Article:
PC makers’ pursue of thinner and lighter laptops is a trend that probably will never go away. However, as is always the case with going too thin, Acer’s brand new Swift 7 and Spin 7 have a few compromises to achieve such slim profiles. That being said, these two laptops do have a few genuinely impressive features despite being so thin.
When Acer officially announced these two ridiculously thin machines – the Swift 7 measures only 9.98mm thin, while the convertible Spin 7 is a hair thicker by 1mm – I was most curious about one thing: how good are their keyboards? After all, the thinner a laptop is, the worse its keyboard is – in general, anyway. Just look at the new MacBook.
In the case of the Swift 7 and Spin 7, however, it is not an issue at all. Their keyboards are comfortable to type on – albeit with a little less travel than I’m accustomed to – and they have pretty good tactile feedback as well. Despite being thinner than most laptops in the market today, it’s quite amazing how good the keyboard of these two machines are; Acer definitely did not compromise in this respect to achieve such thin profiles.
That being said, there is one area that Acer compromised on: power. Usually, thin and light laptops are equipped with power-efficient Core m processors, and this remains true for these machines. Now, although the Swift 7 and Spin 7 are said to be packed with seventh-generation Core i5 and Core i7 processors respectively, they are of the “Y” series, which are the new naming convention for Kaby Lake-based Core m processors. In short, these processors are not as powerful as standard Core i5 or i7 processor, which belongs in the “U” series.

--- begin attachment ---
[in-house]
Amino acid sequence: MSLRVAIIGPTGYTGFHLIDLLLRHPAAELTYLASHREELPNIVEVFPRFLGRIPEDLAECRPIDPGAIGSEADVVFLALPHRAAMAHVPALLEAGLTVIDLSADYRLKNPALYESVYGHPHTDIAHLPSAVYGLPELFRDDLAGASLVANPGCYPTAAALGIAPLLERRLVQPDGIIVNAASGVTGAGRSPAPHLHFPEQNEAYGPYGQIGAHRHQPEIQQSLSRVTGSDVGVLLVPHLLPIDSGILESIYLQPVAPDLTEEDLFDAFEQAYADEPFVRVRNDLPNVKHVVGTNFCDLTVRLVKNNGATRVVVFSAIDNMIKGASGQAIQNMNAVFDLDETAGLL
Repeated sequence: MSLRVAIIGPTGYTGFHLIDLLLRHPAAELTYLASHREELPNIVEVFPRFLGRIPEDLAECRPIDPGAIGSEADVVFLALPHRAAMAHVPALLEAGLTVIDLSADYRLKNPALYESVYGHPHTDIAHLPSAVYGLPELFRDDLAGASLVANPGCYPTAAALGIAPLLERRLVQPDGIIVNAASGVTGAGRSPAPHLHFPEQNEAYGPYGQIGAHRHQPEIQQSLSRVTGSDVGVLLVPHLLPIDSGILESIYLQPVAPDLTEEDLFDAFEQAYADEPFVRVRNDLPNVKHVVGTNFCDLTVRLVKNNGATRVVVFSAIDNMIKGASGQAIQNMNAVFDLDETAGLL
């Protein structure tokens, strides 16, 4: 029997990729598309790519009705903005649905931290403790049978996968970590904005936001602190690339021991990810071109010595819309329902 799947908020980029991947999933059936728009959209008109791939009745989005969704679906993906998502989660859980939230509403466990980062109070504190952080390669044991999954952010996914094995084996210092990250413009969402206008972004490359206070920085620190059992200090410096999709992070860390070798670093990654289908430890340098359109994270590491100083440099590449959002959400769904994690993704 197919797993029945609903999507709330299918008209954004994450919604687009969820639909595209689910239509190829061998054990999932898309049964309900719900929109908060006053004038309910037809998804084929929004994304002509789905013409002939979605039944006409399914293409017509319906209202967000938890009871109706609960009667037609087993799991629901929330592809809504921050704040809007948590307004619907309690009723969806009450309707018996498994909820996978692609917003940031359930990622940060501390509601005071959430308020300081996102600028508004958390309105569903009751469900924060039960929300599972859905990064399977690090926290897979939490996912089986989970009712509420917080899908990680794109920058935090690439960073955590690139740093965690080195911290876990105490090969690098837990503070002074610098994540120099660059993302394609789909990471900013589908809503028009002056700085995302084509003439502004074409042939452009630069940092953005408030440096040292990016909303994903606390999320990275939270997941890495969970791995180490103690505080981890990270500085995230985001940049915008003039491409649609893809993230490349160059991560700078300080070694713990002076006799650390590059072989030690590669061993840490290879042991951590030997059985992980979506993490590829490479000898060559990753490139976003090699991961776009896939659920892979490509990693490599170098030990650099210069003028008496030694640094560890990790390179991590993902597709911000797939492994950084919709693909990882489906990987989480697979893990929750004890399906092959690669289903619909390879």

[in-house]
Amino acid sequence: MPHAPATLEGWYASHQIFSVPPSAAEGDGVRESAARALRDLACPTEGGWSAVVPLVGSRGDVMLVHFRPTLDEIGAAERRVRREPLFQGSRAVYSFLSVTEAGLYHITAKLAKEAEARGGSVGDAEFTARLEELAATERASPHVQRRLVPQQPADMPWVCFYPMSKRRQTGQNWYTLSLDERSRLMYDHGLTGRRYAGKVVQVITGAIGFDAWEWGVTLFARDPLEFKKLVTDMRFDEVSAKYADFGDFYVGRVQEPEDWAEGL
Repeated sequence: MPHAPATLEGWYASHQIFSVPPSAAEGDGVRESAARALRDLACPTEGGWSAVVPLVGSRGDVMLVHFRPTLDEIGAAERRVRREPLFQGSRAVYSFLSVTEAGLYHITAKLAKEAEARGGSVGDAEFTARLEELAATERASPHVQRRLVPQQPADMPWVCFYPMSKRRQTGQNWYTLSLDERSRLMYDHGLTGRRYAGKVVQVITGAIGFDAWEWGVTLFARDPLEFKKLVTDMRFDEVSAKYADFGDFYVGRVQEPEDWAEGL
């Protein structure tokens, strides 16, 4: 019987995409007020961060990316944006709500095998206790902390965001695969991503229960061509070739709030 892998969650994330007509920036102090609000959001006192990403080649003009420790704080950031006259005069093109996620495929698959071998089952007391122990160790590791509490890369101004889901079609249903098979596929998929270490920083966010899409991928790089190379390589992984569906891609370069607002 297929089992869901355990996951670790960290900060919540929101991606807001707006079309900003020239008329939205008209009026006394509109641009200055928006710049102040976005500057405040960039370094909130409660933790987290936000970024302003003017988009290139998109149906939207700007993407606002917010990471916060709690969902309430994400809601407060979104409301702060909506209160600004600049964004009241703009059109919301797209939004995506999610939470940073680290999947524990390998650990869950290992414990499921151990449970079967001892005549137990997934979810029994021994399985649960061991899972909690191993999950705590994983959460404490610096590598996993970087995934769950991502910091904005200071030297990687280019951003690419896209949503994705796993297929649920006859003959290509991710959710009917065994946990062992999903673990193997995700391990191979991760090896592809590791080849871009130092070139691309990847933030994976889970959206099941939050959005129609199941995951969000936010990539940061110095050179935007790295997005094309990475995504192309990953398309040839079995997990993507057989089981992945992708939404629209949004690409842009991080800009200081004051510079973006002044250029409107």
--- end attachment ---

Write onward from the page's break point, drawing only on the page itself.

While the Swift 7 and Spin 7 are not as powerful as other laptops in the market with a Core i5 or i7 U processor, they should still be more than capable at handling day-to-day tasks. Just don’t expect to do some serious gaming or editing on these machines; they’re passively-cooled, after all.
Performance aside, let’s get back to the main selling point of the Swift 7 and Spin 7: their extremely thin chassis. Not only are these laptops thin, the Swift 7 and Spin 7 also only weigh 1.12kg and 1.2kg respectively. These attributes make them the perfect laptops for those who are always on the go and want a machine that is both light and thin. However, they will have to make do with only two USB Type-C ports and a headphone jack; no full-sized USB port here.
I’m impressed with the overall fit and finish of the Swift 7 and Spin 7, but there is one thing that bothers me quite a bit: the build quality of these two machines are…worrying. With the lid open, I can actually flex the bottom portion of these laptops, but it does require some effort to do so. Of course, I wouldn’t recommend anyone to try this on their laptops, but it does raise some concern on the durability of the Swift 7 and Spin 7 in the long run. Other than that, these machines attract fingerprints quite easily as well.
Nonetheless, the Acer Swift 7 and Spin 7 are genuinely interesting laptops: they have bright and vibrant 1080p IPS displays (the Spin 7 has a 14-inch touchscreen, while the Swift 7 has a conventional 13.3-inch non-touch panel), trackpads that are sizeable and accurate, and most of all, their keyboards are comfortable to type on, even though these machines are ridiculously slim.
If you’re looking for a thin and light laptop, and you don’t mind a less powerful – although still quite capable – processor, the Acer Swift 7 and Spin 7 are definitely worth considering. They are definitely premium Windows 10 machines, but I’m still quite concerned on the durability of these laptops in the long run; they’re just so thin.